When the Canada Revenue Agency, without warning, seizes your bank account, or garnishes your wages, or registers a lien against your home, it’s not fair. Philippe DioGuardi has been saying so for years.
Apparently the Taxpayer Ombudsman agrees, and is launching an investigation into how the CRA wields its powers of collection. Read more:
When tax is owing and the CRA gets tired of waiting, taxpayers receive a legal warning letter stating that if an arrangement is not accepted within a specific period of time, the CRA may take legal action without further notice. The letter does not specify what action, or when it will be taken. But the easiest targets are the taxpayer’s bank account or wages.
Here’s the kicker: All the CRA has to do is send a letter to your bank or your employer citing s.224 of the Income Tax Act and demanding payment of the amount you owe. It’s not a court order, even though someone at your bank may erroneously tell you that. It’s simply a letter, enforceable through the powers of collection granted to the CRA under s.224 of the Income Tax Act. You can challenge the fairness of the demand after the fact, and negotiate with CRA to remove it in return for your voluntary payment of the tax owing. But once your bank account is frozen, or your wages are being garnished at 30%, how do you find the funds for a payment offer?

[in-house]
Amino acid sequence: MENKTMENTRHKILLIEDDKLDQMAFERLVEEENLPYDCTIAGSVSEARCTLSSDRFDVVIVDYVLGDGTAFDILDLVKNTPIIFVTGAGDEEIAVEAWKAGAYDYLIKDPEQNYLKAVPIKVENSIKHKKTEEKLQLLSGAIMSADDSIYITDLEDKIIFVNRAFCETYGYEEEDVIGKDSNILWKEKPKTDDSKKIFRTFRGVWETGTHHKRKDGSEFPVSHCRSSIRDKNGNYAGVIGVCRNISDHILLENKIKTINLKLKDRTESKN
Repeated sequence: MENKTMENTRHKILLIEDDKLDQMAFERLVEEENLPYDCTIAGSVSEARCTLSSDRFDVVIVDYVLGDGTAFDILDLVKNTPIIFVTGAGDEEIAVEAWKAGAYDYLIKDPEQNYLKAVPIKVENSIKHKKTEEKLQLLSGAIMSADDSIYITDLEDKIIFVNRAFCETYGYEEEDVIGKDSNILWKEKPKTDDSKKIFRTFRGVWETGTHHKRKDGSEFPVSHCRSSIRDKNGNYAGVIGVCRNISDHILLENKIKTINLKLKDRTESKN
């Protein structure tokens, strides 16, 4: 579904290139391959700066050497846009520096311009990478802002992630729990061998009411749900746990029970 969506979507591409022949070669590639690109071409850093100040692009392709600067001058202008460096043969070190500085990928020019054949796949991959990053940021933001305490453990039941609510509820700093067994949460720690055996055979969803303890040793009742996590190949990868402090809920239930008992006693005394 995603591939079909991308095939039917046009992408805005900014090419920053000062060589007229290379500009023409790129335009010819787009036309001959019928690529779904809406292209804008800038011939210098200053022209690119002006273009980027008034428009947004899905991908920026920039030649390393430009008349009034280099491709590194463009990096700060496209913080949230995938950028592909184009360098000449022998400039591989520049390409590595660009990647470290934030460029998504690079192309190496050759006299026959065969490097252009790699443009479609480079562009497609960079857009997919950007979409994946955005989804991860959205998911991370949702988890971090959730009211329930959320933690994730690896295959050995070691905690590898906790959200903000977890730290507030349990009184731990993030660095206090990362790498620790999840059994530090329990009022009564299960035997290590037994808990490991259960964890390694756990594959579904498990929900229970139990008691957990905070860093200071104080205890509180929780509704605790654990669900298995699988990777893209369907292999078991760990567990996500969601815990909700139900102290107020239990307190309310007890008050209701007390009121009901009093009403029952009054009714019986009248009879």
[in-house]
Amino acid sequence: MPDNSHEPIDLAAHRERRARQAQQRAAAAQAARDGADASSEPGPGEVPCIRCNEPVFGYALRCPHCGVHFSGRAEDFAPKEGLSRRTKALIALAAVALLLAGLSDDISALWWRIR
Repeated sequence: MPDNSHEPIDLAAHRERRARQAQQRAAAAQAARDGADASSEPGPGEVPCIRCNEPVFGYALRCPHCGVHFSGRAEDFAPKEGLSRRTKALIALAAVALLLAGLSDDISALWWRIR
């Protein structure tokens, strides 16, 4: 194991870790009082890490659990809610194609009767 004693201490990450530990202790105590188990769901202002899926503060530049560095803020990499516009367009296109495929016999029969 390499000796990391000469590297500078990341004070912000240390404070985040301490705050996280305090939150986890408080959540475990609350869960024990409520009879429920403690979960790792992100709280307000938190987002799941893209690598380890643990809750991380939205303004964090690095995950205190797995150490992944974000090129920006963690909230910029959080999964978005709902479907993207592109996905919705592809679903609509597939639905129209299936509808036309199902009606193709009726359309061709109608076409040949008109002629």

True fairness would give the taxpayer a right of hearing, before a judge or an administrative panel, to challenge a s.224 demand for payment BEFORE the letter is issued to the bank or your employer. That means the CRA would have to declare their specific intentions in advance. No more surprises at the ATM or on pay day.
Administratively, that would slow the CRA down. But it would be FAIR.
Our Liberal government seems obsessed with amending the Income Tax Act to be fair to all Canadians, where it suits their political agenda.
Perhaps the Ombudsman will have enough power to force more fairness into CRA collection actions.